Renault-Nissan's new petrol-electric hybrid technology would be competitive in Europe, Alliance chief executive Carlos Ghosn has said.

The e-Power transmission, announced earlier for the Nissan Note in Japan, is effectively an electric vehicle powered by a small petrol generator instead of a large battery, Reuters said.

"It's definitely cost-competitive with diesel," Ghosn told Reuters, adding that the new technology "absolutely" would be viable for the European mass-market where diesel is under a cloud following the VW emissions-cheat scandal.

Ghosn, who heads both carmakers, was speaking to Reuters at the New York Times Energy for Tomorrow conference in Paris.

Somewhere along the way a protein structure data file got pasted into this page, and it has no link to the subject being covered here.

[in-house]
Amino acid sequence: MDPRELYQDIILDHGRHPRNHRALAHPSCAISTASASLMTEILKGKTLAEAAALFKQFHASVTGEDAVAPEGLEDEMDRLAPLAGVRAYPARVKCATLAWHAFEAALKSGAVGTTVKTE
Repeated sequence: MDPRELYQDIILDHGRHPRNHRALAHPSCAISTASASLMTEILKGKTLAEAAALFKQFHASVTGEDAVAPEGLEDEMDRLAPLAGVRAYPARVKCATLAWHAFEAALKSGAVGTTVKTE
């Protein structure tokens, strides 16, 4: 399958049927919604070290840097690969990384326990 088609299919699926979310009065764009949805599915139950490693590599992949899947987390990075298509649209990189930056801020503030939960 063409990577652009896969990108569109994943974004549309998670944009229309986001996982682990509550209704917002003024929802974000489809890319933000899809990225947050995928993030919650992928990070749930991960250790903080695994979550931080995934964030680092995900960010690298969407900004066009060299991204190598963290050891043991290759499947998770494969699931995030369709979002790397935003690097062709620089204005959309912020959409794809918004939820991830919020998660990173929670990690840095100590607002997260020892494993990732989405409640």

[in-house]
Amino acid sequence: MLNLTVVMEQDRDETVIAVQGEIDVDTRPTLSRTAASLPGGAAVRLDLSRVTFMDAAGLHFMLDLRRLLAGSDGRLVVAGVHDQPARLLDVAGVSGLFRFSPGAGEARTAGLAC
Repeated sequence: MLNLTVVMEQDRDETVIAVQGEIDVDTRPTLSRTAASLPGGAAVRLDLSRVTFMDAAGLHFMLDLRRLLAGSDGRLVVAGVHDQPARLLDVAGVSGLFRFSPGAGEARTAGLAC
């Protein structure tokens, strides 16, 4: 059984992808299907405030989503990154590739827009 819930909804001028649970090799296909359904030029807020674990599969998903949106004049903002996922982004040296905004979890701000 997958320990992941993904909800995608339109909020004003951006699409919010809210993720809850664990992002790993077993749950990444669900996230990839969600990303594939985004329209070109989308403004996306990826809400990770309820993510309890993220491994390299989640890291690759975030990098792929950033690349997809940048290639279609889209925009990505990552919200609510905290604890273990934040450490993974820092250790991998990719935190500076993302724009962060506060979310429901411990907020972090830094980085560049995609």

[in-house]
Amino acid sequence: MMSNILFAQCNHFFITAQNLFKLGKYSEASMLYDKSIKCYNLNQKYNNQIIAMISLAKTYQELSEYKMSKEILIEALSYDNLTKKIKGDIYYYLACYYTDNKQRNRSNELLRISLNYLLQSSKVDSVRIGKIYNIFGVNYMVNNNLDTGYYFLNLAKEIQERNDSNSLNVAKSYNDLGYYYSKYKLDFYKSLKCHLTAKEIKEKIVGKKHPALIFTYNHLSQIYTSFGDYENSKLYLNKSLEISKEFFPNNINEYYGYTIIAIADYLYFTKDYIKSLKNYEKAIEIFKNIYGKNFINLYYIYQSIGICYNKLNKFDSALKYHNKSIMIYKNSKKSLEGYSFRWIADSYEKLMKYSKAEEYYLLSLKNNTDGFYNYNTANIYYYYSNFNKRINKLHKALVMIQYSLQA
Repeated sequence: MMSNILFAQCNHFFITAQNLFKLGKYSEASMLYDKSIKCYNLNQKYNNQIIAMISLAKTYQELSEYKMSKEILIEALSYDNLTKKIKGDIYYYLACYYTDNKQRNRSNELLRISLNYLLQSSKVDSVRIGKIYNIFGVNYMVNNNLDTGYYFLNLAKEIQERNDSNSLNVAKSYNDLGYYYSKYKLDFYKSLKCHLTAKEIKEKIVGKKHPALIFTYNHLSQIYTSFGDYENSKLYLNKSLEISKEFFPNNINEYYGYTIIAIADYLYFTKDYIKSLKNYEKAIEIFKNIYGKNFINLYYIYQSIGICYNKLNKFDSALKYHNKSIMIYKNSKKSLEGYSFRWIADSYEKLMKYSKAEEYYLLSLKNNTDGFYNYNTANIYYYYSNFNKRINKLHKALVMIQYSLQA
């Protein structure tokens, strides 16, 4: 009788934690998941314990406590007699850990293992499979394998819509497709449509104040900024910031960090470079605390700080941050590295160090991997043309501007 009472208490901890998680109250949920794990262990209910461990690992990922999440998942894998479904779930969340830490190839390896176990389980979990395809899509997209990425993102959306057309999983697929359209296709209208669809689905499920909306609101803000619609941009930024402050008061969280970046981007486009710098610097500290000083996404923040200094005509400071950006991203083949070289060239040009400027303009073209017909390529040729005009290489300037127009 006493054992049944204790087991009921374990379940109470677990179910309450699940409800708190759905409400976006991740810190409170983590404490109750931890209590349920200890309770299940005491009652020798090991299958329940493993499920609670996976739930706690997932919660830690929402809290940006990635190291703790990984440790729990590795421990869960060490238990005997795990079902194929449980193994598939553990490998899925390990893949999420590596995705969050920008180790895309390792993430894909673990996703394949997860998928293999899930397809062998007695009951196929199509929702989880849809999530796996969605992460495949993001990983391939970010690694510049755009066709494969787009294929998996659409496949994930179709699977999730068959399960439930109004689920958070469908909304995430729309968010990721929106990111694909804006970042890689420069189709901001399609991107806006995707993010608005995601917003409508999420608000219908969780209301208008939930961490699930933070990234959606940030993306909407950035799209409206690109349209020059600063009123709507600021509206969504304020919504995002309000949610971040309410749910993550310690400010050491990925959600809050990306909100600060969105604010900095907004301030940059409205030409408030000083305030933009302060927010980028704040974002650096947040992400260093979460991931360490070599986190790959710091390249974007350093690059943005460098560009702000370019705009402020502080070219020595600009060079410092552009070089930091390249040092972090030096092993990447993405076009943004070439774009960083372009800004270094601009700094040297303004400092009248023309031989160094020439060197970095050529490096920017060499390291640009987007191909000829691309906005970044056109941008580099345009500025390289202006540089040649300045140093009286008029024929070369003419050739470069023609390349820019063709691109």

A Nissan spokeswoman added: "There are no current plans for e-Power in Europe. But the technology can be adapted to other markets and (vehicle categories), so we wouldn't rule it out."

Nissan said Japanese prices for the e-Power Note would start at JPY1.77m (US$17,140) or 27% more than the basic petrol version and comparable with the extra cost of diesel in European cars such as VW's Polo.

Reuters said the e-Power Note's stated fuel economy of 37.2km/litre, based on Japanese regulatory test standards, suggested CO2 emissions of about 62g/km. Toyota's Yaris hybrid emits 75 g/km in European testing.

Renault-Nissan aims to market a battery-only vehicle in China for as little as $7,000 to $8,000 after government incentives, Ghosn also told Reuters.